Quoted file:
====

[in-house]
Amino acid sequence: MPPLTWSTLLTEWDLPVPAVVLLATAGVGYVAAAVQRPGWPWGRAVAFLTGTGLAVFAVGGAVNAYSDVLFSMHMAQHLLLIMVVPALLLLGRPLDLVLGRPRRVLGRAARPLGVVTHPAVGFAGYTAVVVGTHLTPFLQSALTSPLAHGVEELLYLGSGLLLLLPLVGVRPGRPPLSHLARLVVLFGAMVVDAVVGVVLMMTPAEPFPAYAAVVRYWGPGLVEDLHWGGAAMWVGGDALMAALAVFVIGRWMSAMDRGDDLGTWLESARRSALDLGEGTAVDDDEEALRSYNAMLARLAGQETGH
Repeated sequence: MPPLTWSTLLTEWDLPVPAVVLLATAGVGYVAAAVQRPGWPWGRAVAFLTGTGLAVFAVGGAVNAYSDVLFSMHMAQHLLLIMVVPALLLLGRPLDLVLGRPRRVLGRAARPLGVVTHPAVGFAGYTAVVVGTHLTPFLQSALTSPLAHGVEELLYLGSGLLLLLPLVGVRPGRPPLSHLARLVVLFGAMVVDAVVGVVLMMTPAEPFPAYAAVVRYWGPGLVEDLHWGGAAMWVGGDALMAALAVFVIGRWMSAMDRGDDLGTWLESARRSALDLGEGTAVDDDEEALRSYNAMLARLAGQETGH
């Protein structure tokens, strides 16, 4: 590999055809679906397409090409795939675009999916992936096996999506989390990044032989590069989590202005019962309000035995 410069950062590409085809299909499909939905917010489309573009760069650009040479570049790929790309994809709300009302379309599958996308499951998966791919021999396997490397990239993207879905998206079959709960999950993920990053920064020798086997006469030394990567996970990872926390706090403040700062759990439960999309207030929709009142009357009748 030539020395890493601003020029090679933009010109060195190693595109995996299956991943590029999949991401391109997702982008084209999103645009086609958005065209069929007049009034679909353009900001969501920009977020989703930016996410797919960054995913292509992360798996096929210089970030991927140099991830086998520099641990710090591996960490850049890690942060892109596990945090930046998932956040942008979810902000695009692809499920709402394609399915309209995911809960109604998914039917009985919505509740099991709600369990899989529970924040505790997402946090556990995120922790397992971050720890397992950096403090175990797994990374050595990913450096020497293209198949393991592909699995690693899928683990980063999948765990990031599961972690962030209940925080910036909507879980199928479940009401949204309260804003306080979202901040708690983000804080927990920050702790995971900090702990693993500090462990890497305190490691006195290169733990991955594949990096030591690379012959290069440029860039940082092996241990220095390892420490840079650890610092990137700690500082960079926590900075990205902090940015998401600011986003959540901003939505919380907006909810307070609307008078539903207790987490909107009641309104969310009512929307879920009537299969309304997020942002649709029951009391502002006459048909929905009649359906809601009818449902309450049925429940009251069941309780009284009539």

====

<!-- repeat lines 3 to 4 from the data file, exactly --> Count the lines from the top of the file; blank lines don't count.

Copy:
Repeated sequence: MPPLTWSTLLTEWDLPVPAVVLLATAGVGYVAAAVQRPGWPWGRAVAFLTGTGLAVFAVGGAVNAYSDVLFSMHMAQHLLLIMVVPALLLLGRPLDLVLGRPRRVLGRAARPLGVVTHPAVGFAGYTAVVVGTHLTPFLQSALTSPLAHGVEELLYLGSGLLLLLPLVGVRPGRPPLSHLARLVVLFGAMVVDAVVGVVLMMTPAEPFPAYAAVVRYWGPGLVEDLHWGGAAMWVGGDALMAALAVFVIGRWMSAMDRGDDLGTWLESARRSALDLGEGTAVDDDEEALRSYNAMLARLAGQETGH
């Protein structure tokens, strides 16, 4: 590999055809679906397409090409795939675009999916992936096996999506989390990044032989590069989590202005019962309000035995 410069950062590409085809299909499909939905917010489309573009760069650009040479570049790929790309994809709300009302379309599958996308499951998966791919021999396997490397990239993207879905998206079959709960999950993920990053920064020798086997006469030394990567996970990872926390706090403040700062759990439960999309207030929709009142009357009748 030539020395890493601003020029090679933009010109060195190693595109995996299956991943590029999949991401391109997702982008084209999103645009086609958005065209069929007049009034679909353009900001969501920009977020989703930016996410797919960054995913292509992360798996096929210089970030991927140099991830086998520099641990710090591996960490850049890690942060892109596990945090930046998932956040942008979810902000695009692809499920709402394609399915309209995911809960109604998914039917009985919505509740099991709600369990899989529970924040505790997402946090556990995120922790397992971050720890397992950096403090175990797994990374050595990913450096020497293209198949393991592909699995690693899928683990980063999948765990990031599961972690962030209940925080910036909507879980199928479940009401949204309260804003306080979202901040708690983000804080927990920050702790995971900090702990693993500090462990890497305190490691006195290169733990991955594949990096030591690379012959290069440029860039940082092996241990220095390892420490840079650890610092990137700690500082960079926590900075990205902090940015998401600011986003959540901003939505919380907006909810307070609307008078539903207790987490909107009641309104969310009512929307879920009537299969309304997020942002649709029951009391502002006459048909929905009649359906809601009818449902309450049925429940009251069941309780009284009539």